“Seems, madam . . . suits of woe.” ii (79-89) pp. 25-27. Speaker: HamletSituation: 1st Royal AudienceGertrude is asking why Hamlet seems to be so sad at the death of his father, when everyone must die someday. Hamlet picks up on this word “seems” and explains that he does not “seem” sad but is really sad. It’s not his dark clothes, his sighs, his crying, his sad looks that express how he truly feels. Anyone could fake all of this, but what he has within himself is so much greater that he cannot show it.THEME: appearance vs. reality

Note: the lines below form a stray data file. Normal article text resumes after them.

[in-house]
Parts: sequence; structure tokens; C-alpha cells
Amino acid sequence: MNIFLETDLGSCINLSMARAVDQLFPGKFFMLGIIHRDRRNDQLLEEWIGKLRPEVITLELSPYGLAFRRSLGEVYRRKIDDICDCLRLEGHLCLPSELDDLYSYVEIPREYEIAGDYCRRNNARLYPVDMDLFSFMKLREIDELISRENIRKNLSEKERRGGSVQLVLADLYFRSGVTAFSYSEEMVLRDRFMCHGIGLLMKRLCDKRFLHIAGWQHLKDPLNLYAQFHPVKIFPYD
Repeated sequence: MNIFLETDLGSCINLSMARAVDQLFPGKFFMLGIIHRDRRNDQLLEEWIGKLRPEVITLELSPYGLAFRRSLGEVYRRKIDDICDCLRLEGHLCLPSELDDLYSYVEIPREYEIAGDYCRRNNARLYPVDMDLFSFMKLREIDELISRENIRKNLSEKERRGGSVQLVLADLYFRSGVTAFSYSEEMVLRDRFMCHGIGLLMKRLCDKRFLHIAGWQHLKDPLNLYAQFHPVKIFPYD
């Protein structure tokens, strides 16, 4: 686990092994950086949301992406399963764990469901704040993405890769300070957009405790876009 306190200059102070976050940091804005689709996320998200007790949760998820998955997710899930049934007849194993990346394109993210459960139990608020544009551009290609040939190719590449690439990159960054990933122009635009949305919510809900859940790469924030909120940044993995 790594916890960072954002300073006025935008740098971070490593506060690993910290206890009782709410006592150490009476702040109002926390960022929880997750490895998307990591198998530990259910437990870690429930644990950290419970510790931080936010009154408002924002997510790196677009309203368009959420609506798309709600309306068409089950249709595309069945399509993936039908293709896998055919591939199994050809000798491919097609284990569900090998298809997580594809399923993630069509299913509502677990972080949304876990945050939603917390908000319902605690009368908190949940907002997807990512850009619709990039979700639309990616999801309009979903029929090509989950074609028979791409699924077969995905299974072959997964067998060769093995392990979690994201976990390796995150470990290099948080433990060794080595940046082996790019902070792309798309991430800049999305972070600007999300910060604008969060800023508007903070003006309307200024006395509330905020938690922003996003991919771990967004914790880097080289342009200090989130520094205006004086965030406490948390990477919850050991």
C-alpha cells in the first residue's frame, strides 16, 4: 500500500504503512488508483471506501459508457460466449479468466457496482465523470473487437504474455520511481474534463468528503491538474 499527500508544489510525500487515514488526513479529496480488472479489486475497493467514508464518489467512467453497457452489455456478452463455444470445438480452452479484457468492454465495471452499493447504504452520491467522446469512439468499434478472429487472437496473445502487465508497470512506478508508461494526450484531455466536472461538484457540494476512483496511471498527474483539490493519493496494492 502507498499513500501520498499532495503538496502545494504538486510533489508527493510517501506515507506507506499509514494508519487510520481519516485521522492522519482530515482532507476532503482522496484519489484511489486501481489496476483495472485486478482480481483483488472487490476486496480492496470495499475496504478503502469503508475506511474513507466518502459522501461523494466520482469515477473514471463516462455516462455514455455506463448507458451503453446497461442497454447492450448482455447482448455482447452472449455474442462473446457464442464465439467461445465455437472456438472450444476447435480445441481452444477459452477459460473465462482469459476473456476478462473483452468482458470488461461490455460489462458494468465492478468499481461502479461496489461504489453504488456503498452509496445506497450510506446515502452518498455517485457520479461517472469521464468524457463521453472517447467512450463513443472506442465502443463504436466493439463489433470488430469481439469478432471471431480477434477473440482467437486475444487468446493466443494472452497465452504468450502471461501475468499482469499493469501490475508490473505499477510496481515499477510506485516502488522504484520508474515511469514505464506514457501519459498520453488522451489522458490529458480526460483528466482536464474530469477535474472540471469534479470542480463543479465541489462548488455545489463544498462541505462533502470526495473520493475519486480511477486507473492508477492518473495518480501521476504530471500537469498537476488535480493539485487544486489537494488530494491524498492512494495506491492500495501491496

“O that this . . . tongue.” ii (133-164) pp. 29-31. Speaker: HamletSituation: Hamlet’s 1st soliloquy after Claudius and Gertrude leave their first royal audience.In this soliloquy, we find out Hamlet’s inner thoughts and feelings.Paraphrase: I wish that my impure or solid body would dissolve or that I could commit suicide without going to Hell. Everything seems useless. Denmark is like a garden that needs to be weeded-All that is nasty has overgrown the good plants. It’s incredible that my father died less than 2 months ago, and he was like a sun god compared to this half-man half-beast (These goat men were often associated with unbridled lust). My father was so gentle and protective of my mother, and she was so affectionate to him, and yet she married right away, even before her funeral shoes got old, like Niobe (woman that cried in mythology) an animal would have grieved longer- She married within a month, before the swelling had left her eyes. How awful and sinful to gallop into an incestuous bed. Bad will come of it, but I can’t tell anyone how I feel.